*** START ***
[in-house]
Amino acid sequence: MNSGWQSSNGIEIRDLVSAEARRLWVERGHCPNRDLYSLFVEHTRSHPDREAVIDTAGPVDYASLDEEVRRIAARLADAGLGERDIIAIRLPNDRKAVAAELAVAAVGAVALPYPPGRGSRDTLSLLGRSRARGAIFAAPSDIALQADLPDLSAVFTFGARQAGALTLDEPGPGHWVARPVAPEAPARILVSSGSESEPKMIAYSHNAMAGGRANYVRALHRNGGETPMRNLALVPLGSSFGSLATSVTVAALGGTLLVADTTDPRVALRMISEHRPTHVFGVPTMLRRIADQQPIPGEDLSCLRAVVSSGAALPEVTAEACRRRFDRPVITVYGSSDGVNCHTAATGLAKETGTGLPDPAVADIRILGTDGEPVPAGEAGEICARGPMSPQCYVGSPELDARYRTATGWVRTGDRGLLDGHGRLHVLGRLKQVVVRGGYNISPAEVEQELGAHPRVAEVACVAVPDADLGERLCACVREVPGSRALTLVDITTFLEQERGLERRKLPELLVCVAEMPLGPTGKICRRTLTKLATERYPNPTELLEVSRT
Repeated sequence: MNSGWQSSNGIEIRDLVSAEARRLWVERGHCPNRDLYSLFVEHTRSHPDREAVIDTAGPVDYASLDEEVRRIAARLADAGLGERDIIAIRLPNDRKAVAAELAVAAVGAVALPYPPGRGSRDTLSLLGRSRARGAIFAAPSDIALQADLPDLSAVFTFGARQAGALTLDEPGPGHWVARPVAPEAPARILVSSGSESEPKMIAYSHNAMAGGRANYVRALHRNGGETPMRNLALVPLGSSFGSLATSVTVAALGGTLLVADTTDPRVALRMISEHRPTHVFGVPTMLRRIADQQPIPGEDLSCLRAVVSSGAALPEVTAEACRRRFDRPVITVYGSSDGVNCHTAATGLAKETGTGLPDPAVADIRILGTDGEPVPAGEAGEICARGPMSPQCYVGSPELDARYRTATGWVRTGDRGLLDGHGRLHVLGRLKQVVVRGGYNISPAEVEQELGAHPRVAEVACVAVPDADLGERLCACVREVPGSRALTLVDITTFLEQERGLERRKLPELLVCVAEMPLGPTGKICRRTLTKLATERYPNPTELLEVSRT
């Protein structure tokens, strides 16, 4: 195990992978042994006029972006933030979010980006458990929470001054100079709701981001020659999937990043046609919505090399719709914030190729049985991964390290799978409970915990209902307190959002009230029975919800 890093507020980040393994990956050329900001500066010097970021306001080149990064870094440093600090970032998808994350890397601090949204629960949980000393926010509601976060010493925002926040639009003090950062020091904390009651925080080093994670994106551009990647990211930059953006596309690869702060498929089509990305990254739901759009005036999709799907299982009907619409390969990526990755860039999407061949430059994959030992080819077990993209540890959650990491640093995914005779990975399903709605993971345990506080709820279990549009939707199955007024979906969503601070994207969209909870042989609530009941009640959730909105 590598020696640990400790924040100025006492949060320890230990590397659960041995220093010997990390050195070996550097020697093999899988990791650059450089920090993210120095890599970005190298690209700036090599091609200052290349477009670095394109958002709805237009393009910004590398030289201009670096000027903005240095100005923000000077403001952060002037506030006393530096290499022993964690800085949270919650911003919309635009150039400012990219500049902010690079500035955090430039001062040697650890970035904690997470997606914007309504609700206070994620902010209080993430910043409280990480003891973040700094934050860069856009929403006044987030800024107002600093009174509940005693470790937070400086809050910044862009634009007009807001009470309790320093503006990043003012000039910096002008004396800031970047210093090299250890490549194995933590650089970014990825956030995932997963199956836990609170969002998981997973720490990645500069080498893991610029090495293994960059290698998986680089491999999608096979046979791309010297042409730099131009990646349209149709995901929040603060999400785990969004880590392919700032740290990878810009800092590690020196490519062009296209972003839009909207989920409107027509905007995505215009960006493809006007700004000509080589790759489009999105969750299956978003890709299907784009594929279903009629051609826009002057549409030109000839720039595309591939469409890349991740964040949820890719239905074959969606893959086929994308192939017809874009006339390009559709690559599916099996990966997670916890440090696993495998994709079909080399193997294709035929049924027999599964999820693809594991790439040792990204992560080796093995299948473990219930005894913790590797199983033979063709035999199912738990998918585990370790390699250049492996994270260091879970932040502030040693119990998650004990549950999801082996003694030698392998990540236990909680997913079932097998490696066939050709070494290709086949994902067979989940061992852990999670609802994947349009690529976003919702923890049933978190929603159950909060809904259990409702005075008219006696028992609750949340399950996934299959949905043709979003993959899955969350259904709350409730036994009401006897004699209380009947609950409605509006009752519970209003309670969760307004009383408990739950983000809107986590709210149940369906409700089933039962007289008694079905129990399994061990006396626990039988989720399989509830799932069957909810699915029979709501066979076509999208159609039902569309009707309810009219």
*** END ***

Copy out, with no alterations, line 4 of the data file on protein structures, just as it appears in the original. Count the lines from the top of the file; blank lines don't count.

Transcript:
């Protein structure tokens, strides 16, 4: 195990992978042994006029972006933030979010980006458990929470001054100079709701981001020659999937990043046609919505090399719709914030190729049985991964390290799978409970915990209902307190959002009230029975919800 890093507020980040393994990956050329900001500066010097970021306001080149990064870094440093600090970032998808994350890397601090949204629960949980000393926010509601976060010493925002926040639009003090950062020091904390009651925080080093994670994106551009990647990211930059953006596309690869702060498929089509990305990254739901759009005036999709799907299982009907619409390969990526990755860039999407061949430059994959030992080819077990993209540890959650990491640093995914005779990975399903709605993971345990506080709820279990549009939707199955007024979906969503601070994207969209909870042989609530009941009640959730909105 590598020696640990400790924040100025006492949060320890230990590397659960041995220093010997990390050195070996550097020697093999899988990791650059450089920090993210120095890599970005190298690209700036090599091609200052290349477009670095394109958002709805237009393009910004590398030289201009670096000027903005240095100005923000000077403001952060002037506030006393530096290499022993964690800085949270919650911003919309635009150039400012990219500049902010690079500035955090430039001062040697650890970035904690997470997606914007309504609700206070994620902010209080993430910043409280990480003891973040700094934050860069856009929403006044987030800024107002600093009174509940005693470790937070400086809050910044862009634009007009807001009470309790320093503006990043003012000039910096002008004396800031970047210093090299250890490549194995933590650089970014990825956030995932997963199956836990609170969002998981997973720490990645500069080498893991610029090495293994960059290698998986680089491999999608096979046979791309010297042409730099131009990646349209149709995901929040603060999400785990969004880590392919700032740290990878810009800092590690020196490519062009296209972003839009909207989920409107027509905007995505215009960006493809006007700004000509080589790759489009999105969750299956978003890709299907784009594929279903009629051609826009002057549409030109000839720039595309591939469409890349991740964040949820890719239905074959969606893959086929994308192939017809874009006339390009559709690559599916099996990966997670916890440090696993495998994709079909080399193997294709035929049924027999599964999820693809594991790439040792990204992560080796093995299948473990219930005894913790590797199983033979063709035999199912738990998918585990370790390699250049492996994270260091879970932040502030040693119990998650004990549950999801082996003694030698392998990540236990909680997913079932097998490696066939050709070494290709086949994902067979989940061992852990999670609802994947349009690529976003919702923890049933978190929603159950909060809904259990409702005075008219006696028992609750949340399950996934299959949905043709979003993959899955969350259904709350409730036994009401006897004699209380009947609950409605509006009752519970209003309670969760307004009383408990739950983000809107986590709210149940369906409700089933039962007289008694079905129990399994061990006396626990039988989720399989509830799932069957909810699915029979709501066979076509999208159609039902569309009707309810009219």